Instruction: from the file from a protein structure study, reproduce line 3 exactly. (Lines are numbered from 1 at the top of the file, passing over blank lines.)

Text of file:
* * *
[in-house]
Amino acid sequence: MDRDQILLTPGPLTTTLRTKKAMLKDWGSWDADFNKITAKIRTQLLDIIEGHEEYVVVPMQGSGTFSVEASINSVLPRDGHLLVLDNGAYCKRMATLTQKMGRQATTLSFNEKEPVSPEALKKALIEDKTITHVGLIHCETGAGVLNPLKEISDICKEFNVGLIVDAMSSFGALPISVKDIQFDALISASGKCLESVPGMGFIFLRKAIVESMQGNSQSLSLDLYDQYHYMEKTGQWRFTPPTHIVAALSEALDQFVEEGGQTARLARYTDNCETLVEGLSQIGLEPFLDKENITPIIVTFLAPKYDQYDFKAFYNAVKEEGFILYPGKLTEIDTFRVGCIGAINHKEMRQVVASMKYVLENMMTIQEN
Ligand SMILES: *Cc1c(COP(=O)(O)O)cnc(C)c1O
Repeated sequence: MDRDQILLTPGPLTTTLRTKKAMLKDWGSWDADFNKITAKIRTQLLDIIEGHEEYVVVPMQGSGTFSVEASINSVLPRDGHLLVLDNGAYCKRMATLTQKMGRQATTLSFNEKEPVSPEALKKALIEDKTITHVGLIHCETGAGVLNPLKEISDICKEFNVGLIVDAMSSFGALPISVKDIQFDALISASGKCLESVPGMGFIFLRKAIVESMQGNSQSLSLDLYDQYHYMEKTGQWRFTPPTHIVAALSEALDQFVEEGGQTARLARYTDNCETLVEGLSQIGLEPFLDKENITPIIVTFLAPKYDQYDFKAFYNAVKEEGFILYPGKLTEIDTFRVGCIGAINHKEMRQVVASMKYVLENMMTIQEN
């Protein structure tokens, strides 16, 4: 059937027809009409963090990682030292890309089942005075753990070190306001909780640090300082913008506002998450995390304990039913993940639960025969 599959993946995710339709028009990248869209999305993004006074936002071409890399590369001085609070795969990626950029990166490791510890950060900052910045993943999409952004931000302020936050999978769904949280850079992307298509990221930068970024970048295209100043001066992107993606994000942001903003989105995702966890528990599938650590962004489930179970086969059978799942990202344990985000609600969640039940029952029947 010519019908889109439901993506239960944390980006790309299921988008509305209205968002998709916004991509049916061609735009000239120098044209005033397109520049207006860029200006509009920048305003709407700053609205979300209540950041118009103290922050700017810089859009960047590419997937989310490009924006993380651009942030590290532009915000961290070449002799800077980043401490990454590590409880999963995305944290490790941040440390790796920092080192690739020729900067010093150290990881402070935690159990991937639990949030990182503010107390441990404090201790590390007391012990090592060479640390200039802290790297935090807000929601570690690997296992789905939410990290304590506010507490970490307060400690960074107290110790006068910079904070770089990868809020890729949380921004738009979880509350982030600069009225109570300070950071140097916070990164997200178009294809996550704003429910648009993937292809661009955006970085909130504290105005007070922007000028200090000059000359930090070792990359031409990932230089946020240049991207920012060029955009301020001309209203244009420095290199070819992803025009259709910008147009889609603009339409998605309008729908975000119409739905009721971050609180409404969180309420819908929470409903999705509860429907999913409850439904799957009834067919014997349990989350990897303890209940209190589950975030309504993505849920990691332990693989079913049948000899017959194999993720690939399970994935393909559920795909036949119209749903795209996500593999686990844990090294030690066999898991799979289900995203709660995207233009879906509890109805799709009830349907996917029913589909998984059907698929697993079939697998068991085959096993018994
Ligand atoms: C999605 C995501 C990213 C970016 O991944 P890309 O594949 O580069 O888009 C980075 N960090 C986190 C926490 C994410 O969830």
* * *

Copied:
Ligand SMILES: *Cc1c(COP(=O)(O)O)cnc(C)c1O